Reduced motility, morphology, or overall concentration

It’s surprising, but a vagina isn’t the friendliest place for sperm. In fact, 99% of sperm will die there within 20 minutes. So it helps when there’s a high concentration (number of sperm), high motility (swimming skills) and good morphology (shape of sperm). If any of these three factors are low, it makes it harder for the sperm to successfully fertilize the egg.

How it’s tested

A battery of tests can help determine if sperm motility, morphology or concentration are the issue:

Standard semen analysis:

  1. Volume
  2. Count (concentration)
  3. Motility
  4. Morphology

Newer sperm tests currently available:

  1. DNA fragmentation (how well your sperm is “packed together” genetically)
  2. Sperm penetration/binding assays (your sperm’s sticking-and-burrowing-into-an-egg skills)
  3. Direct DNA (FISH) analysis (the DNA integrity of individual sperm)
  4. Autoantibodies to sperm

Frequently ordered mens’ tests:

  1. Hormonal screen
  2. Autoimmune screen
  3. Karyotype and Y microdeletion (a genetic test)
  4. Physical exam/scrotal and transrectal ultrasound to look for varicocele and other testicular issues

How it’s treated

To increase your sperm concentration, some sources recommend a few days of abstinence. However, there’s a lot of conflicting information out there about the ideal amount of time to abstain—and we can never predict ovulation perfectly, anyway. Abstaining for two to four days is a pretty safe bet.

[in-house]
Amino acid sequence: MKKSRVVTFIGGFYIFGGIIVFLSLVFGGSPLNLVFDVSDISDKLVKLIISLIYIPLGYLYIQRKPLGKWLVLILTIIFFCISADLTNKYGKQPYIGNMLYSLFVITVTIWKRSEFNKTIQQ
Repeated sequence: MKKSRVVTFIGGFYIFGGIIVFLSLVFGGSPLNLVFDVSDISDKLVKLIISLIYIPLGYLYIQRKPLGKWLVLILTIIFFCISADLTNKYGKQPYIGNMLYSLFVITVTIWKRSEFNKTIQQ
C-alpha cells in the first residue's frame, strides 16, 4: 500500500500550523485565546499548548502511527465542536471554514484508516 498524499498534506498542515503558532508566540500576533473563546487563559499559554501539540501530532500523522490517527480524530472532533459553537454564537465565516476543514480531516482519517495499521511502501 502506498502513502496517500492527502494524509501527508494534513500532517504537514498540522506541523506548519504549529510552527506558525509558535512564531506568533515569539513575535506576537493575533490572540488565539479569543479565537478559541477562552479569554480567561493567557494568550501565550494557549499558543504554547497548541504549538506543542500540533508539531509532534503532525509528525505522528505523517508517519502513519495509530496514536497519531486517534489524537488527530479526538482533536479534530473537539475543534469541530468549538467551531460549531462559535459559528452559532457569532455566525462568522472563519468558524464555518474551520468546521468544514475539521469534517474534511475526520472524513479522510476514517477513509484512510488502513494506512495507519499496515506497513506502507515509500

It’s also good to avoid lubricants, which can impede the progress of sperm towards the egg. If you need extra lubrication, Pre-Seed or regular saliva are less harmful.

Increasing your quality of sperm, however, is a little trickier. It’ll take as long as 3 months to improve sperm quality. That’s because it takes about 72 days for sperm to mature from stem cells to fully-functioning sperm. Any intervention or new healthy habit you try (minimize excessive heat around your groin, limit alcohol and caffeine, quit smoking, maintain a healthy BMI, eat red meat) will need to be present from start to finish.


Several studies indicate the real value of antioxidant vitamins. In particular, vitamin therapy should improve the epigenetic profile of sperm. A diet rich with fresh fruit and vegetables is a good place to start, we also suggest the following:

  • Vitamin E up to 400IU/d
  • Zinc up to 70mg/d
  • Selenium up to 250mcg/d

Other suggestions include Folate (1-5mg/d), Vitamin C (500-1000mg/d), and Co-enzyme Q10 (200mg/d). L’carnitine supplements may help men who choose not to eat red meat.

There are several pre-packaged supplements that take these suggestions into account.


Medications such as Sudafed, HCG, clomiphene, letrozole, and rFSH preparations have a role in treating male factor subfertility, but in most circumstances they’re of limited value at best.

It can be frustrating for men that there aren’t more medications, more things to take, than there are. However, the majority of cases really will respond best to lifestyle changes and vitamins alone. Often, further interventions won’t truly help.


A urologist who subspecializes in subfertility can assist when the problem is more surgical in nature, like a repair of a varicocele.

If treatment is unsuccessful, you can increase your pregnancy rates signficantly through intrauterine inseminations (IUI) or in vitro fertilization with intracytoplasmic sperm injection (IVF/ICSI).


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